In his recent book, Fire From Heaven: The Rise of Pentecostal Spirituality and the Reshaping of Religion in the Twenty-First Century (Reading: Addison-Wesley, 1995), Harvey Cox suggests that the reason that 'God did not die' (that is, why did a postreligious age not emerge, radically secularising all before it)-as he himself had predicted in The Secular City (1965)-is due largely to the rise of Pentecostal spirituality. In November 1997, a group of around 150 scholars, ministers and students gathered together to discuss the shape that Pentecostal spirituality might take in Australia. The papers presented at this gathering, the inaugural Barrett Lectures for the Promotion of Pentecostal Scholarship and Spirituality, had a common goal: to be interdisciplinary, integrative and highly contextualised-all characteristics of genuine spirituality. No doubt, as introductory studies each paper fell short of this goal in varying degrees, but the gathering as a whole achieved it. And one wonders if that integration itself is not the true locus of spirituality.
As a portent of things to come, this inaugural issue of Australasian Pentecostal Studies likewise sets before itself this three-fold goal: to be interdisciplinary, integrative and highly contextualised. This goal, however, foregrounds tensions implicit in scholarly inquiry these postmodern days: maintaining a regional focus in a globalising world; valuing (g)local, cultural and denominational distinctives on the one hand, and the importance of ecumenical, interdisciplinary and intercultural dialogue on the other. Rather than 'resolve' these tensions by polarising, this journal hopes to live creatively within these tensions. This hope is reflected in the title of the journal. Australasian Pentecostal Studies is edited in a cosmopolitan city at the brink of the Pacific Rim. Sydney is a thoroughfare of globalising and glocalising influences* through media, technology, universities, international conferences, and even the prospective Olympic Games. The journal is also distinctively Pentecostal- which Edith Blumhofer describes as 'world evangelicalism'-in flavour.
The name Australasian Pentecostal Studies thus locates the journal regionally and denominationally, but also signifies a forum for international, intercultural and ecumenical dialogue.
Given this high ideal, we cannot help but revel in the breadth and diversity represented in this inaugural issue. Each article, whether 'homegrown' or imported, exhibits international cross-currents: from Hutchinson's examination of the impact of the ecumenical and international charismatic renewal on Australian Pentecostalism, to Clines's attempt to locate the characteristically 'ghetto-ised' field of biblical studies within the wider postmodern discourse; from Jagelman's augury on the impact and future of the international church growth phenomena in Australia, to Heilmann's North American evangelical flavour, seasoned by his experience at that intercultural, interdisciplinary and ecumenical hub, Regent College.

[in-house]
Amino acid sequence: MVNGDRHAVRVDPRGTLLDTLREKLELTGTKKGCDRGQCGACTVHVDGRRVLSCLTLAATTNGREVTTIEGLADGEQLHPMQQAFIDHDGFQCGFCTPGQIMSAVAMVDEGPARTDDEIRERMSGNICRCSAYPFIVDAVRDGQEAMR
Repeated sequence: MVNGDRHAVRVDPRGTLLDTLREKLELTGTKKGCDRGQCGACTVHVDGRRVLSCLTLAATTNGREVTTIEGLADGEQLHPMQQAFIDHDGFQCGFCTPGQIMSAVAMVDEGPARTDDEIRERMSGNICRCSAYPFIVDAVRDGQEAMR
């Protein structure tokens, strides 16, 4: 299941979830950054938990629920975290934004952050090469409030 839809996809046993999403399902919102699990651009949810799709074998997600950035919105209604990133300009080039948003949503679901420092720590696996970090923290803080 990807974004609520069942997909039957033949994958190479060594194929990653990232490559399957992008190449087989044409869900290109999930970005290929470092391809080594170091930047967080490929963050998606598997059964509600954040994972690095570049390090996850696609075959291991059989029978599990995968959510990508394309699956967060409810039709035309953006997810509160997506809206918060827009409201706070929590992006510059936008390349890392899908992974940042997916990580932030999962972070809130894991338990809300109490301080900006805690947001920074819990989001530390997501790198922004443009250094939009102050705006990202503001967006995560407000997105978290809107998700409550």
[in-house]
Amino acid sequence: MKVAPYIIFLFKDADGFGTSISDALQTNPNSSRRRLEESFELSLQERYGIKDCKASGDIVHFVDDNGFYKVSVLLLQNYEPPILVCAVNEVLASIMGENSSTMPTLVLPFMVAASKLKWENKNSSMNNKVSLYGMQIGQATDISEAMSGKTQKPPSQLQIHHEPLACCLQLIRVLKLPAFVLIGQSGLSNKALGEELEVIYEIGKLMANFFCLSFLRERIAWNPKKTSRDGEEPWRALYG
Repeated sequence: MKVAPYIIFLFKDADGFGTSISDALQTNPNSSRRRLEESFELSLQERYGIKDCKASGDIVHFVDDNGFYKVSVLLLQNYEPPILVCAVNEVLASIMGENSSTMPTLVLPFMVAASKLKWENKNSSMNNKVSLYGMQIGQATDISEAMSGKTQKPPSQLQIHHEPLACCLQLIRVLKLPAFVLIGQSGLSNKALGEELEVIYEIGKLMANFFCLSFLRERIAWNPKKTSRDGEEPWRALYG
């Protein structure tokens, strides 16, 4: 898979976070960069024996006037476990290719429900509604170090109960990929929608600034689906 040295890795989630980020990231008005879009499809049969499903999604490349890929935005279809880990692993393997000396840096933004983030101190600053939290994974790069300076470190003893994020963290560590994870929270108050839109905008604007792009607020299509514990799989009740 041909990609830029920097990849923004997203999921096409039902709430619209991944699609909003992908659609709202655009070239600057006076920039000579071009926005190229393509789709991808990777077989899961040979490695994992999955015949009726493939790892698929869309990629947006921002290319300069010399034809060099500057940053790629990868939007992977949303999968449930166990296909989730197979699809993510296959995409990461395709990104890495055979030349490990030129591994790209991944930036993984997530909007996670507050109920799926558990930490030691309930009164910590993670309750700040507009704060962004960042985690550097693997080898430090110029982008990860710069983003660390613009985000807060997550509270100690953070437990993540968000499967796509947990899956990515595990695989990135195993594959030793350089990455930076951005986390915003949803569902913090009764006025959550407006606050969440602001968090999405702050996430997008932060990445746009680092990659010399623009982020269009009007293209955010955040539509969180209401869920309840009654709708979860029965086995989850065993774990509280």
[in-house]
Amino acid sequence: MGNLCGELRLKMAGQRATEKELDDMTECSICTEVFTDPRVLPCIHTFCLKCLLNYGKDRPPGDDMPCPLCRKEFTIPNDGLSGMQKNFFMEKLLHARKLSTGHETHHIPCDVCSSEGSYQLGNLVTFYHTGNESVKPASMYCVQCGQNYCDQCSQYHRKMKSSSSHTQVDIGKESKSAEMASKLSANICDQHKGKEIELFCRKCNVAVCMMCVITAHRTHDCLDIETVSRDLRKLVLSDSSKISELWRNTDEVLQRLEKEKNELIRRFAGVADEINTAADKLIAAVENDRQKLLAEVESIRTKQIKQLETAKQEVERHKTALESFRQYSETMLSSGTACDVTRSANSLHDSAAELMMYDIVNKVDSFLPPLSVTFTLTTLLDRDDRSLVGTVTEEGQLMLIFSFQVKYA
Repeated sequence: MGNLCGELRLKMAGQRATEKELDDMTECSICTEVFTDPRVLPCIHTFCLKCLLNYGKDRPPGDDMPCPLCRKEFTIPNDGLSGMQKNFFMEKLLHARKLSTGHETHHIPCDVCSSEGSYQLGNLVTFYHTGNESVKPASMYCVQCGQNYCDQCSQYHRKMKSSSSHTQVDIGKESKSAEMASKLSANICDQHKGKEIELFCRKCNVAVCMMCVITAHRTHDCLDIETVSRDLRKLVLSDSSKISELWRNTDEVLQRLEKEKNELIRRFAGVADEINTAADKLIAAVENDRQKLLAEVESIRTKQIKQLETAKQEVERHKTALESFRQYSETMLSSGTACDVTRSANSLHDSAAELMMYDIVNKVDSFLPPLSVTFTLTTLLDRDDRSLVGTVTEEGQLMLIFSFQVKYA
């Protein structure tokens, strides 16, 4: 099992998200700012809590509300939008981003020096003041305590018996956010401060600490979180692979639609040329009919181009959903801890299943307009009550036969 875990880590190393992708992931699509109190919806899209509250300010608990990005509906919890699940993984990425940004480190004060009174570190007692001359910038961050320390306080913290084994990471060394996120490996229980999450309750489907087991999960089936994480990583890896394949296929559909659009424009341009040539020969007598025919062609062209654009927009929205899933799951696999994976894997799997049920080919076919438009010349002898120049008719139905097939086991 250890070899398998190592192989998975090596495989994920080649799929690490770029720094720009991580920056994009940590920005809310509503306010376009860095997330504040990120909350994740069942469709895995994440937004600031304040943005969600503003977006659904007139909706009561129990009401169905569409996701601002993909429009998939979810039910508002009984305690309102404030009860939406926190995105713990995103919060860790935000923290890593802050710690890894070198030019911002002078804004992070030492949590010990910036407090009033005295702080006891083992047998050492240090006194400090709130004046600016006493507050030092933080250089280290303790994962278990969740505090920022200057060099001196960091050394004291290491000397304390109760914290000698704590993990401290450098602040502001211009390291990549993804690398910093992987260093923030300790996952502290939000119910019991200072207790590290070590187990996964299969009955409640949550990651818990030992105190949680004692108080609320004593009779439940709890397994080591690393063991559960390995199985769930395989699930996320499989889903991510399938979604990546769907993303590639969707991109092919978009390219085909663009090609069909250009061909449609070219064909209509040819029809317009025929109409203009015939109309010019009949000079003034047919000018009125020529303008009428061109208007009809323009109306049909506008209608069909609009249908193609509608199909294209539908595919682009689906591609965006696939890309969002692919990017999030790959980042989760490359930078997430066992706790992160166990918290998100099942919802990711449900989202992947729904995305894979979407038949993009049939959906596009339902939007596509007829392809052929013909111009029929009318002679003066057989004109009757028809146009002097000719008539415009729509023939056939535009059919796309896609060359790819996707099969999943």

Versions of the articles by Hutchinson, Jagelman, Stephens and Heilmann were delivered at the 1997 Barrett Lectures, in honour of Brynley Barrett, lecturer in theology at Southern Cross College from 1992 until 1996. Converted at the age of 13 from a card carrying communist home, Bryn began to read widely in dogmatics, church history and Christian biography. By 16, this habit had developed into a regular study schedule of two hours of reading each night. It seemed inevitable, then, that he should attend bible college. At the age of 21, he enrolled in the college where Pentecostal statesman, Donald Gee-affectionately known as the 'Apostle of Balance'-was principal. It was this 'balance' of informed spirituality which saw Bryn pastor for 35 years both in the United Kingdom and Australia, and be the first and only Pentecostal regularly to attend Banner of Truth conferences through the 1960s and 70s. Though an enigma to those of reformed persuasion, Bryn-like Calvin whom he revered-embodied the union of informed faith and passionate spirituality. His untimely death in 1996 represented a great loss to his family, students and colleagues, who present these papers in memoriam.
* For a good introduction to postmodernism, globalisation and glocalisation, see M. Hutchinson, 'Telescopes and Mirrors: Why a Project on Evangelicalism and Globalization' (pp. 5-25), D.M. Lewis, 'Globalization: The Problem of Definition and Future Areas of Historical Inquiry' (pp. 26-46) and D. Lyon, 'Wheels within Wheels: Glocalization and contemporary Religion' (pp. 47-68), in M Hutchinson and O. Kalu (eds.), A Global Faith: Essays on Evangelicalism and Globalization (Sydney: CSAC, 1998).